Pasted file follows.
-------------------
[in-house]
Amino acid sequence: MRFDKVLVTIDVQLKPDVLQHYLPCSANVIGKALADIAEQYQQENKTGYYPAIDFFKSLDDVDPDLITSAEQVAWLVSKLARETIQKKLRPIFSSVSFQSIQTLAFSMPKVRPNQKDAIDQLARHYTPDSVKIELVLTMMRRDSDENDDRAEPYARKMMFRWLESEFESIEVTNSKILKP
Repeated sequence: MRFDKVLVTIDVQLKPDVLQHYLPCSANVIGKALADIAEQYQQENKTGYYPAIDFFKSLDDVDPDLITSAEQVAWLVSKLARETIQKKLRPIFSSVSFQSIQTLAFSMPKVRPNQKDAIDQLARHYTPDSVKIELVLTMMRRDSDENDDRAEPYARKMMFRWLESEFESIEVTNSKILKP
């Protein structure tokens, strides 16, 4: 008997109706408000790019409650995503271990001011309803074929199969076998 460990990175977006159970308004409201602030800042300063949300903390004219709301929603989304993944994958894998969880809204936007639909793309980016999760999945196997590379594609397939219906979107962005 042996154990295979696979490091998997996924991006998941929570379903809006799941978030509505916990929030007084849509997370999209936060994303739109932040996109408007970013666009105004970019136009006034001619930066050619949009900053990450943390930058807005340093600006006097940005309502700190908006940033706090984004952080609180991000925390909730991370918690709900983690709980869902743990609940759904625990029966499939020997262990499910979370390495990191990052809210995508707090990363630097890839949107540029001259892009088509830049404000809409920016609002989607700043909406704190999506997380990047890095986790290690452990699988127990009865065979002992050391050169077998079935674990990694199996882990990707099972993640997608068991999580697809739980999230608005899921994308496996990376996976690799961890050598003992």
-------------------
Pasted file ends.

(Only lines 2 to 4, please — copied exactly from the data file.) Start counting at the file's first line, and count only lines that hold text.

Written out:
Amino acid sequence: MRFDKVLVTIDVQLKPDVLQHYLPCSANVIGKALADIAEQYQQENKTGYYPAIDFFKSLDDVDPDLITSAEQVAWLVSKLARETIQKKLRPIFSSVSFQSIQTLAFSMPKVRPNQKDAIDQLARHYTPDSVKIELVLTMMRRDSDENDDRAEPYARKMMFRWLESEFESIEVTNSKILKP
Repeated sequence: MRFDKVLVTIDVQLKPDVLQHYLPCSANVIGKALADIAEQYQQENKTGYYPAIDFFKSLDDVDPDLITSAEQVAWLVSKLARETIQKKLRPIFSSVSFQSIQTLAFSMPKVRPNQKDAIDQLARHYTPDSVKIELVLTMMRRDSDENDDRAEPYARKMMFRWLESEFESIEVTNSKILKP
């Protein structure tokens, strides 16, 4: 008997109706408000790019409650995503271990001011309803074929199969076998 460990990175977006159970308004409201602030800042300063949300903390004219709301929603989304993944994958894998969880809204936007639909793309980016999760999945196997590379594609397939219906979107962005 042996154990295979696979490091998997996924991006998941929570379903809006799941978030509505916990929030007084849509997370999209936060994303739109932040996109408007970013666009105004970019136009006034001619930066050619949009900053990450943390930058807005340093600006006097940005309502700190908006940033706090984004952080609180991000925390909730991370918690709900983690709980869902743990609940759904625990029966499939020997262990499910979370390495990191990052809210995508707090990363630097890839949107540029001259892009088509830049404000809409920016609002989607700043909406704190999506997380990047890095986790290690452990699988127990009865065979002992050391050169077998079935674990990694199996882990990707099972993640997608068991999580697809739980999230608005899921994308496996990376996976690799961890050598003992």